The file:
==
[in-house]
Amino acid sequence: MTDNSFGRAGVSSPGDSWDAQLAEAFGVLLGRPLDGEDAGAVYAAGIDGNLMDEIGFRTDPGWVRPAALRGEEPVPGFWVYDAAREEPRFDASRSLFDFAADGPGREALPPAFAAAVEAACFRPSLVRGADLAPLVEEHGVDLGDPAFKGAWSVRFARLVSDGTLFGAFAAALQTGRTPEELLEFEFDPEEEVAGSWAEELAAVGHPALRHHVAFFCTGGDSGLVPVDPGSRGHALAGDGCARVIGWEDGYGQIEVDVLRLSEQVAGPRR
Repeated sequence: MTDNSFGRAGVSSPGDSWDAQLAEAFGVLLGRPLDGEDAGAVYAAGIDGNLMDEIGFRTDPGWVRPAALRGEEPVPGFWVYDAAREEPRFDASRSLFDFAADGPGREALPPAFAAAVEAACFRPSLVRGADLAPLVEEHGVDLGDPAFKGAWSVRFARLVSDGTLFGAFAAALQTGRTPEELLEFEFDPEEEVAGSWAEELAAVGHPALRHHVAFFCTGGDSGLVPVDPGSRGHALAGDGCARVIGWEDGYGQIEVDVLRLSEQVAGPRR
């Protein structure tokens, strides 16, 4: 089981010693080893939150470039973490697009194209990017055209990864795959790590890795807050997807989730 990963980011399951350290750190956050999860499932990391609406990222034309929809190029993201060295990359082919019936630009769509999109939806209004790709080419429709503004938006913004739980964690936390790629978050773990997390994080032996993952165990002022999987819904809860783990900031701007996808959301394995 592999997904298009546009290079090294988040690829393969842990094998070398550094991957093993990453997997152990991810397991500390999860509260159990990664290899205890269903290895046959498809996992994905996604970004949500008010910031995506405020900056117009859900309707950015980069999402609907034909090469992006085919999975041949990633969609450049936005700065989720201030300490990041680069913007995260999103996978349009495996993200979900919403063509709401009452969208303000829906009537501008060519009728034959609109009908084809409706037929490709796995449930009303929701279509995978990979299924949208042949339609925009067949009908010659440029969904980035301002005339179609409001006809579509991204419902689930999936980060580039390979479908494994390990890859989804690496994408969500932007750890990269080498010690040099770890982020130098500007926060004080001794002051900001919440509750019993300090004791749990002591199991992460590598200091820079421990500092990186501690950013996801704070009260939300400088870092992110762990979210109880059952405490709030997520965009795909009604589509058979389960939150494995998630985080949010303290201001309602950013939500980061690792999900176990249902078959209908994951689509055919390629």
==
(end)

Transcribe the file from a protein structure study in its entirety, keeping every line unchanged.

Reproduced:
[in-house]
Amino acid sequence: MTDNSFGRAGVSSPGDSWDAQLAEAFGVLLGRPLDGEDAGAVYAAGIDGNLMDEIGFRTDPGWVRPAALRGEEPVPGFWVYDAAREEPRFDASRSLFDFAADGPGREALPPAFAAAVEAACFRPSLVRGADLAPLVEEHGVDLGDPAFKGAWSVRFARLVSDGTLFGAFAAALQTGRTPEELLEFEFDPEEEVAGSWAEELAAVGHPALRHHVAFFCTGGDSGLVPVDPGSRGHALAGDGCARVIGWEDGYGQIEVDVLRLSEQVAGPRR
Repeated sequence: MTDNSFGRAGVSSPGDSWDAQLAEAFGVLLGRPLDGEDAGAVYAAGIDGNLMDEIGFRTDPGWVRPAALRGEEPVPGFWVYDAAREEPRFDASRSLFDFAADGPGREALPPAFAAAVEAACFRPSLVRGADLAPLVEEHGVDLGDPAFKGAWSVRFARLVSDGTLFGAFAAALQTGRTPEELLEFEFDPEEEVAGSWAEELAAVGHPALRHHVAFFCTGGDSGLVPVDPGSRGHALAGDGCARVIGWEDGYGQIEVDVLRLSEQVAGPRR
């Protein structure tokens, strides 16, 4: 089981010693080893939150470039973490697009194209990017055209990864795959790590890795807050997807989730 990963980011399951350290750190956050999860499932990391609406990222034309929809190029993201060295990359082919019936630009769509999109939806209004790709080419429709503004938006913004739980964690936390790629978050773990997390994080032996993952165990002022999987819904809860783990900031701007996808959301394995 592999997904298009546009290079090294988040690829393969842990094998070398550094991957093993990453997997152990991810397991500390999860509260159990990664290899205890269903290895046959498809996992994905996604970004949500008010910031995506405020900056117009859900309707950015980069999402609907034909090469992006085919999975041949990633969609450049936005700065989720201030300490990041680069913007995260999103996978349009495996993200979900919403063509709401009452969208303000829906009537501008060519009728034959609109009908084809409706037929490709796995449930009303929701279509995978990979299924949208042949339609925009067949009908010659440029969904980035301002005339179609409001006809579509991204419902689930999936980060580039390979479908494994390990890859989804690496994408969500932007750890990269080498010690040099770890982020130098500007926060004080001794002051900001919440509750019993300090004791749990002591199991992460590598200091820079421990500092990186501690950013996801704070009260939300400088870092992110762990979210109880059952405490709030997520965009795909009604589509058979389960939150494995998630985080949010303290201001309602950013939500980061690792999900176990249902078959209908994951689509055919390629």